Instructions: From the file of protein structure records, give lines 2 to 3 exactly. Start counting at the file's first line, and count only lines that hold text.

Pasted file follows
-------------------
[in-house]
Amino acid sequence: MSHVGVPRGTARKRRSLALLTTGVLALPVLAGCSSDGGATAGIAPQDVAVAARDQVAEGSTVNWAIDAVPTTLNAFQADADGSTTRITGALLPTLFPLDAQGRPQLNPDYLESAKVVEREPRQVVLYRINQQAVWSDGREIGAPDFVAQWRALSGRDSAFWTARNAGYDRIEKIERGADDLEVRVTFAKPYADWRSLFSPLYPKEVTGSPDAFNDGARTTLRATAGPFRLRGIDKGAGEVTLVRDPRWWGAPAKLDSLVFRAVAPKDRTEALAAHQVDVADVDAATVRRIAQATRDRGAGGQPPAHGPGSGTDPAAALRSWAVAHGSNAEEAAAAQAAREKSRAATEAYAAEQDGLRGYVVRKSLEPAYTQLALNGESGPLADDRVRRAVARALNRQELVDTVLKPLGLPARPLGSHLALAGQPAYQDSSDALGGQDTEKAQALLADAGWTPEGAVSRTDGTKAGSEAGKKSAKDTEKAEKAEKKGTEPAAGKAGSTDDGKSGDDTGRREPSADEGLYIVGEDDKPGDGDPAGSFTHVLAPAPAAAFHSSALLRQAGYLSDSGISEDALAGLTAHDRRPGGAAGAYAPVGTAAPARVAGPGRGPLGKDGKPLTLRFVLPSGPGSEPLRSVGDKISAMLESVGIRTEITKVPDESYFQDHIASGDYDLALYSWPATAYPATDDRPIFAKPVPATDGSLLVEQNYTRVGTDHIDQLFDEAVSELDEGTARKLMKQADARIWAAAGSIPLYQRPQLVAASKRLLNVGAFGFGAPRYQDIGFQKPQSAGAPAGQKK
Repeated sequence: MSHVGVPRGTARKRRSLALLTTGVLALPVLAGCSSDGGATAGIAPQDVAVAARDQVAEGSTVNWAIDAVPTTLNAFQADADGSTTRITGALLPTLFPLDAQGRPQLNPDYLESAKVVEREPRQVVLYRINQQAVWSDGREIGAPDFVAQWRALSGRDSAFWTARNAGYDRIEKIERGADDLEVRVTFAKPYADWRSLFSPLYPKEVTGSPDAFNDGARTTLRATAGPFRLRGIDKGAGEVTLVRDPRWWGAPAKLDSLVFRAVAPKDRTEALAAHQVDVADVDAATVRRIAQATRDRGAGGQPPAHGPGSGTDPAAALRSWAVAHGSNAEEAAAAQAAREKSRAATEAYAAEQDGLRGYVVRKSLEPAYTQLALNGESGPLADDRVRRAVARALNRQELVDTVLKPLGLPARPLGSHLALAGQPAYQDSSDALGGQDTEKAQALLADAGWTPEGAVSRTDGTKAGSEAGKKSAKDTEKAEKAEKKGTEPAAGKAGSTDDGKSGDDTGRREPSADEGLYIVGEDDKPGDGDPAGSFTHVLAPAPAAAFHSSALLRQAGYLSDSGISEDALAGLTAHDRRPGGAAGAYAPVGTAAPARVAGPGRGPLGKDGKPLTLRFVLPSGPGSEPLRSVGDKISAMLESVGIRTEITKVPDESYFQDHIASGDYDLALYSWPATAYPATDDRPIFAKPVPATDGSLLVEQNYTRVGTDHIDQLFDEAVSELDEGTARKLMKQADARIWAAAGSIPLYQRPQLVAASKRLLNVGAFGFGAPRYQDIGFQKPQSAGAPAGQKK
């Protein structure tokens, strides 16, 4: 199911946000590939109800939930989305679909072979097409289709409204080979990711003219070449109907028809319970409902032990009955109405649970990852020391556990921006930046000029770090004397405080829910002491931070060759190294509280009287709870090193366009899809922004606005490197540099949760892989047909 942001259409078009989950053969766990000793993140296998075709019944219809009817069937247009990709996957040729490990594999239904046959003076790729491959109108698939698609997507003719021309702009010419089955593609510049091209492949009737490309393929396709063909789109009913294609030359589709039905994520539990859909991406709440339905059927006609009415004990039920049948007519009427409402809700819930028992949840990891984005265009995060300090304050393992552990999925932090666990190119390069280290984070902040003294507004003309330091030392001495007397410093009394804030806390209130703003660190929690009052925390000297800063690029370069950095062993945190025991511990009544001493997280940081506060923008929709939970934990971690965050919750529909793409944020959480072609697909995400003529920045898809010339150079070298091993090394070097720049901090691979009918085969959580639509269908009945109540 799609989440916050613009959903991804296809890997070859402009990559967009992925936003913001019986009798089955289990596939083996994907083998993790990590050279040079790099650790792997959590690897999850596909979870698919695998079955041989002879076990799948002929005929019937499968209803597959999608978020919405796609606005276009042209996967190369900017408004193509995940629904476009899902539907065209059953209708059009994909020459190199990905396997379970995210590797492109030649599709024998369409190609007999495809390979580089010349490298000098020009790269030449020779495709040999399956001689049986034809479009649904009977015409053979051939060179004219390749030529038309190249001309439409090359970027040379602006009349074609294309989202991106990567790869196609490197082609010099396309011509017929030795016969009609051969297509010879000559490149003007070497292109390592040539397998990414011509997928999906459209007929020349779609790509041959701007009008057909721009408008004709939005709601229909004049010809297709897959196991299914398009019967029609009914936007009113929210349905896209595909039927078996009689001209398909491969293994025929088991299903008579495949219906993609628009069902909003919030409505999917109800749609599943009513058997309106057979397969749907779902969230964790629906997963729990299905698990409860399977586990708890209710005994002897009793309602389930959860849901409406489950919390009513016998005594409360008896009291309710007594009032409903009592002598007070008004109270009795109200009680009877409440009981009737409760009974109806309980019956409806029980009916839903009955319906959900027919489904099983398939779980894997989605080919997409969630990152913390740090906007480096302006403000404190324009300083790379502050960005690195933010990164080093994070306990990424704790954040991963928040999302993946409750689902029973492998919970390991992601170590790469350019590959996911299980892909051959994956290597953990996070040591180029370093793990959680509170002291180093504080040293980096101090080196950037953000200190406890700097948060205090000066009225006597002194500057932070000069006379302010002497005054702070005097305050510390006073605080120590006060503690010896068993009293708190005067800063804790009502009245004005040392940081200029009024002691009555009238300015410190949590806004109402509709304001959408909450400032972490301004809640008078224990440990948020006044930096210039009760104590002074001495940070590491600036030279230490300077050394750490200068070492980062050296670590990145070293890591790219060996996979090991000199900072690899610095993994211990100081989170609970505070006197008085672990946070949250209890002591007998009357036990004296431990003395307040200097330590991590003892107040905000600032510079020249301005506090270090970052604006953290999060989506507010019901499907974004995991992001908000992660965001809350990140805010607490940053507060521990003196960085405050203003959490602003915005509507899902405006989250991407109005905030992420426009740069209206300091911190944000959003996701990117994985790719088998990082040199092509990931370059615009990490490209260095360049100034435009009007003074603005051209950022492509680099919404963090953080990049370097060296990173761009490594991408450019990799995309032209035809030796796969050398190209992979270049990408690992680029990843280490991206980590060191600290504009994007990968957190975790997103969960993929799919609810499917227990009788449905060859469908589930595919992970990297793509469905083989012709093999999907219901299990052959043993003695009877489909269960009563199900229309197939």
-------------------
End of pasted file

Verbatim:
Amino acid sequence: MSHVGVPRGTARKRRSLALLTTGVLALPVLAGCSSDGGATAGIAPQDVAVAARDQVAEGSTVNWAIDAVPTTLNAFQADADGSTTRITGALLPTLFPLDAQGRPQLNPDYLESAKVVEREPRQVVLYRINQQAVWSDGREIGAPDFVAQWRALSGRDSAFWTARNAGYDRIEKIERGADDLEVRVTFAKPYADWRSLFSPLYPKEVTGSPDAFNDGARTTLRATAGPFRLRGIDKGAGEVTLVRDPRWWGAPAKLDSLVFRAVAPKDRTEALAAHQVDVADVDAATVRRIAQATRDRGAGGQPPAHGPGSGTDPAAALRSWAVAHGSNAEEAAAAQAAREKSRAATEAYAAEQDGLRGYVVRKSLEPAYTQLALNGESGPLADDRVRRAVARALNRQELVDTVLKPLGLPARPLGSHLALAGQPAYQDSSDALGGQDTEKAQALLADAGWTPEGAVSRTDGTKAGSEAGKKSAKDTEKAEKAEKKGTEPAAGKAGSTDDGKSGDDTGRREPSADEGLYIVGEDDKPGDGDPAGSFTHVLAPAPAAAFHSSALLRQAGYLSDSGISEDALAGLTAHDRRPGGAAGAYAPVGTAAPARVAGPGRGPLGKDGKPLTLRFVLPSGPGSEPLRSVGDKISAMLESVGIRTEITKVPDESYFQDHIASGDYDLALYSWPATAYPATDDRPIFAKPVPATDGSLLVEQNYTRVGTDHIDQLFDEAVSELDEGTARKLMKQADARIWAAAGSIPLYQRPQLVAASKRLLNVGAFGFGAPRYQDIGFQKPQSAGAPAGQKK
Repeated sequence: MSHVGVPRGTARKRRSLALLTTGVLALPVLAGCSSDGGATAGIAPQDVAVAARDQVAEGSTVNWAIDAVPTTLNAFQADADGSTTRITGALLPTLFPLDAQGRPQLNPDYLESAKVVEREPRQVVLYRINQQAVWSDGREIGAPDFVAQWRALSGRDSAFWTARNAGYDRIEKIERGADDLEVRVTFAKPYADWRSLFSPLYPKEVTGSPDAFNDGARTTLRATAGPFRLRGIDKGAGEVTLVRDPRWWGAPAKLDSLVFRAVAPKDRTEALAAHQVDVADVDAATVRRIAQATRDRGAGGQPPAHGPGSGTDPAAALRSWAVAHGSNAEEAAAAQAAREKSRAATEAYAAEQDGLRGYVVRKSLEPAYTQLALNGESGPLADDRVRRAVARALNRQELVDTVLKPLGLPARPLGSHLALAGQPAYQDSSDALGGQDTEKAQALLADAGWTPEGAVSRTDGTKAGSEAGKKSAKDTEKAEKAEKKGTEPAAGKAGSTDDGKSGDDTGRREPSADEGLYIVGEDDKPGDGDPAGSFTHVLAPAPAAAFHSSALLRQAGYLSDSGISEDALAGLTAHDRRPGGAAGAYAPVGTAAPARVAGPGRGPLGKDGKPLTLRFVLPSGPGSEPLRSVGDKISAMLESVGIRTEITKVPDESYFQDHIASGDYDLALYSWPATAYPATDDRPIFAKPVPATDGSLLVEQNYTRVGTDHIDQLFDEAVSELDEGTARKLMKQADARIWAAAGSIPLYQRPQLVAASKRLLNVGAFGFGAPRYQDIGFQKPQSAGAPAGQKK